Basics of Plant Diseases: Part Two

By Robert Linderman
Published: October 1, 2014 | Last updated: April 23, 2021 02:53:02
Key Takeaways

Plants can be infected by different types of pathogens, ranging from fungi, bacteria, viruses and nematodes. It is important to diagnose the cause of a plant disease in order to consider options for managing or controlling it.

Source: Nikkytok/

In part one of this series on plant diseases, I described the process of diagnosing a plant problem that might have been caused by a biotic agent (pathogen) or some abiotic factor, such as an environmental stress of some sort. That is the first step in solving the problem: proper diagnosis. If the conclusion is that your plants are infected by some pathogen, it is important to determine what that organism actually is in order to take the proper corrective action.


In this article I describe the different types of pathogens that might be infecting your plants and provide some information about their biology. Knowing the biology of a pathogen allows a grower to choose the best remedy and time the remedy’s application to be the most effective. Pathogens that often lead to basic plant diseases are fungi, bacteria, viruses or nematodes.

What are the Different Types of Fungal Plant Pathogens?

There are many different fungi that can cause plant diseases. Some live in the soil and cause root diseases, while others live above ground and infect the stems, leaves or flowers of the plant. All of these fungi produce spores or other structures (propagules) that can grow and infect plant tissues—both the roots and the leaves.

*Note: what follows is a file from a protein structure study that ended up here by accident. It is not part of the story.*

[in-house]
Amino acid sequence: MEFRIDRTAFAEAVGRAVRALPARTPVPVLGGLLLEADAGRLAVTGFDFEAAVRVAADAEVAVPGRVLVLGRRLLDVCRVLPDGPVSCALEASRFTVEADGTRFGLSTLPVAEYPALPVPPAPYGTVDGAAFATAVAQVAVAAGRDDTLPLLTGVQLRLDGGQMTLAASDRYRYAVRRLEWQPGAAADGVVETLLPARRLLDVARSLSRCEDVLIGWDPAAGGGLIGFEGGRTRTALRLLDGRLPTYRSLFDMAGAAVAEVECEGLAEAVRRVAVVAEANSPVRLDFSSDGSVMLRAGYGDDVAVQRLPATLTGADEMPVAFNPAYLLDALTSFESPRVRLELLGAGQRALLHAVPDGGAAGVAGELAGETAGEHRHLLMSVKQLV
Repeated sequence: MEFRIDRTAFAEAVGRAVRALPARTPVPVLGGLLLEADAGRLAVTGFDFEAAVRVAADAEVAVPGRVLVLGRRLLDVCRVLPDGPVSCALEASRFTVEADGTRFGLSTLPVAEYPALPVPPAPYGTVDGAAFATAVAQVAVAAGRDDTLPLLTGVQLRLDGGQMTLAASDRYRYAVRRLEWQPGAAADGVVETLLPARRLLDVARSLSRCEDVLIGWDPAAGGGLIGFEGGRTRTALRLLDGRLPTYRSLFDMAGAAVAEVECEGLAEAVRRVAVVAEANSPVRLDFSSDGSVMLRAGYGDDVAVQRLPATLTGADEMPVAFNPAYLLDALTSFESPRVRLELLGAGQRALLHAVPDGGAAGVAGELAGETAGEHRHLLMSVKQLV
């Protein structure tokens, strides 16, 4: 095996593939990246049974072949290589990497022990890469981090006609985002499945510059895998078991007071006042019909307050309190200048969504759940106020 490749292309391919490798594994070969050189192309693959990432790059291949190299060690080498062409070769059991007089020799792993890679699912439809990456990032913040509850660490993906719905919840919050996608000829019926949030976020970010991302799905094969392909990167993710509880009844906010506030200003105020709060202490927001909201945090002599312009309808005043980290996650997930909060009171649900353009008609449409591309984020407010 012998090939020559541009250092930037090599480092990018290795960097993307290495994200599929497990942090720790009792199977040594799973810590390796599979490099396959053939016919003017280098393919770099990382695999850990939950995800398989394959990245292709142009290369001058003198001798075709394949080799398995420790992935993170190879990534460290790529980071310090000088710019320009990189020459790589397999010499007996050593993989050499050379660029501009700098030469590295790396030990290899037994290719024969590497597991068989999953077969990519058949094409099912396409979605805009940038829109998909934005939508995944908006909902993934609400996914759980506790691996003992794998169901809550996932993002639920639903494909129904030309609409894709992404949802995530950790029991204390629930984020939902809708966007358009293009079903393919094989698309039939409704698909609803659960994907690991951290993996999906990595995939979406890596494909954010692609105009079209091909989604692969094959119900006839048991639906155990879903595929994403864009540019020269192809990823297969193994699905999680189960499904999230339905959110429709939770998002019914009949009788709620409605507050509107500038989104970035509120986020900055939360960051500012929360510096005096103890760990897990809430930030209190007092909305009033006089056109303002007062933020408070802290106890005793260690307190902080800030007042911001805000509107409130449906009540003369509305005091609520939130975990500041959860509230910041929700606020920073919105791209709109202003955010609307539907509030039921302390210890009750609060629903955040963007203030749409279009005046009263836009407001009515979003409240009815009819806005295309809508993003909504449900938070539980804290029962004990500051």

Many also produce propagules that are resistant to environmental stresses and can live for extended times in the soil and in or on roots and leaves, waiting for the conditions to be right to grow again and infect plants. Such propagules generally have thick walls with dark pigmentation to protect them from physical and biological elements.

When spores of pathogenic fungi contact roots or leaves of a susceptible host plant, they germinate and grow on the plant tissue surface and penetrate the cells. Then they spread within the plant tissues, generally producing chemicals that kill the cells. When enough cells have been killed, the roots become rotten and can no longer function or support the plant. When leaf tissue is infected with a fungal pathogen, dead spots may appear on the leaves.

Eventually, fungal pathogens will produce many new spores, some of which can spread to other healthy roots or leaves, causing new infections. Many fungi will then produce survival spores or structures. The rotted roots will be brown compared to healthy roots that are white, and plants will be stunted due to lack of good root function.


What are the Different Types of Bacterial Plant Pathogens?

Most bacteria are tiny, single-celled organisms (one to three micrometers) compared to the larger fungal spores (at least five micrometers). Bacterial cells have a cell wall, but their genetic material is not contained in a nucleus as with fungi and most other microbes. Some produce spores with a thicker wall, while others do not.

Spore-­forming bacteria can withstand harsher environmental conditions, whereas the rest are quite sensitive and need other means of protection. When cultured, bacteria look slimy, and there can be some cultural variation in the bacterial colony morphology. Identification of specific bacterial pathogens requires laboratory procedures to detect minute genetic differences.


To prove that a bacterium isolated from a diseased plant is the pathogen, healthy plants have to be inoculated and disease symptoms must appear. Many bacteria can be isolated from diseased plants, so identification of the pathogen is critical. However, bacteria cause foliar symptoms on certain plants that are diagnostic.

Most bacterial diseases are on the foliage or stems—few infect roots. One exception is crown gall, a distinctive bacterial disease that occurs on both roots and stems of some plants. The gall structures are usually fairly diagnostic.

Bacterial pathogens spread in splashed water from rain or irrigation. They are able to rapidly multiply in water, doubling their numbers in a matter of minutes. Many bacterial cells can be produced on a leaf or fruit lesion, and splash to more tissue rapidly. There are few or no treatments that can limit the spread of the disease. Culturally, keeping the foliage and fruit dry, that is, without standing water, is the best bet.